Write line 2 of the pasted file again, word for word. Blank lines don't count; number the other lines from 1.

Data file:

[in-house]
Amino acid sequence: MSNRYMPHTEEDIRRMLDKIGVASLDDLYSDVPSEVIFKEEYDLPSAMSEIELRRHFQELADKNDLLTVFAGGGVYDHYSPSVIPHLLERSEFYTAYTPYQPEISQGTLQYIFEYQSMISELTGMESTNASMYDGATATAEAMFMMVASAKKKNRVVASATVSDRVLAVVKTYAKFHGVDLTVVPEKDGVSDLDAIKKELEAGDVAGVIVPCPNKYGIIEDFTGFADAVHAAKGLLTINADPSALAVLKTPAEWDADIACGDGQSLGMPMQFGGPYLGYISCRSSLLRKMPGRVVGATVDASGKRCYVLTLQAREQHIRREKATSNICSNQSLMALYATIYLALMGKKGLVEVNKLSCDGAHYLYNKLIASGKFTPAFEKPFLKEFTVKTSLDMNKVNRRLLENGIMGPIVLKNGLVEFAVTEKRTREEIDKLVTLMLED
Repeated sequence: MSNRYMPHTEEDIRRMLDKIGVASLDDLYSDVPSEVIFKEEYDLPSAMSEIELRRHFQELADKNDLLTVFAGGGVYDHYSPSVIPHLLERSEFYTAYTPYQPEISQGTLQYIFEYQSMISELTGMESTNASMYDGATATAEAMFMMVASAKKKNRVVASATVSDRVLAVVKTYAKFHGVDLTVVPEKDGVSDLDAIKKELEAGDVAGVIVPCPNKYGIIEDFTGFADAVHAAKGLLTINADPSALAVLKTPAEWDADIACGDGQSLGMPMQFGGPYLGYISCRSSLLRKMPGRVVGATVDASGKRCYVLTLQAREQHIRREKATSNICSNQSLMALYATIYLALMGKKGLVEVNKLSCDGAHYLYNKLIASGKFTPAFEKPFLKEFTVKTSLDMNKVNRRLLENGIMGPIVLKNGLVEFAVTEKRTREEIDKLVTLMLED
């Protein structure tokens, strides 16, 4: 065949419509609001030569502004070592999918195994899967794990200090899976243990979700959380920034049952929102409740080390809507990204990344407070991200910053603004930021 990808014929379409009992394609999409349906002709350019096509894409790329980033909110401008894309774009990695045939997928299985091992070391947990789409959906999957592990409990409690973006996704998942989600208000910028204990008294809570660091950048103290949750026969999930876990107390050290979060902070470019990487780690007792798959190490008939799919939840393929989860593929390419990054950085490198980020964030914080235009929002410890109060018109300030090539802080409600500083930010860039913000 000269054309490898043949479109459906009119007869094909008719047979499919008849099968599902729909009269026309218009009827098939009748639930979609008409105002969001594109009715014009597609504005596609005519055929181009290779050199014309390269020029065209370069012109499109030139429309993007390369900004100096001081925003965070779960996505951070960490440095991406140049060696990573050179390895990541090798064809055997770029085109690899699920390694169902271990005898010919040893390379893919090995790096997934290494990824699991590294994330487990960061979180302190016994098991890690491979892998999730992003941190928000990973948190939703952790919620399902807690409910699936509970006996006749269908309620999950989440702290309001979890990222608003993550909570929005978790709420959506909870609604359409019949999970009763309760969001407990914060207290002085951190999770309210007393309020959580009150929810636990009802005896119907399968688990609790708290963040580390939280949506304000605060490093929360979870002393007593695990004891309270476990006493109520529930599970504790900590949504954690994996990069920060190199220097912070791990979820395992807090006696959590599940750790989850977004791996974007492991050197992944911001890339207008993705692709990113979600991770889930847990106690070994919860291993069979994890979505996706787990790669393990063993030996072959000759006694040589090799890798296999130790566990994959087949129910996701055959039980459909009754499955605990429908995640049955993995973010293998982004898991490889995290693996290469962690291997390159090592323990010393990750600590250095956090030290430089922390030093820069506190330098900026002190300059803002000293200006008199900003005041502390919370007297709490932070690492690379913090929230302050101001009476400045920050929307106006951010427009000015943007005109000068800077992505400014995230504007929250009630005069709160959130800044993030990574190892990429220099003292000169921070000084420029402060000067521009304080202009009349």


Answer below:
Amino acid sequence: MSNRYMPHTEEDIRRMLDKIGVASLDDLYSDVPSEVIFKEEYDLPSAMSEIELRRHFQELADKNDLLTVFAGGGVYDHYSPSVIPHLLERSEFYTAYTPYQPEISQGTLQYIFEYQSMISELTGMESTNASMYDGATATAEAMFMMVASAKKKNRVVASATVSDRVLAVVKTYAKFHGVDLTVVPEKDGVSDLDAIKKELEAGDVAGVIVPCPNKYGIIEDFTGFADAVHAAKGLLTINADPSALAVLKTPAEWDADIACGDGQSLGMPMQFGGPYLGYISCRSSLLRKMPGRVVGATVDASGKRCYVLTLQAREQHIRREKATSNICSNQSLMALYATIYLALMGKKGLVEVNKLSCDGAHYLYNKLIASGKFTPAFEKPFLKEFTVKTSLDMNKVNRRLLENGIMGPIVLKNGLVEFAVTEKRTREEIDKLVTLMLED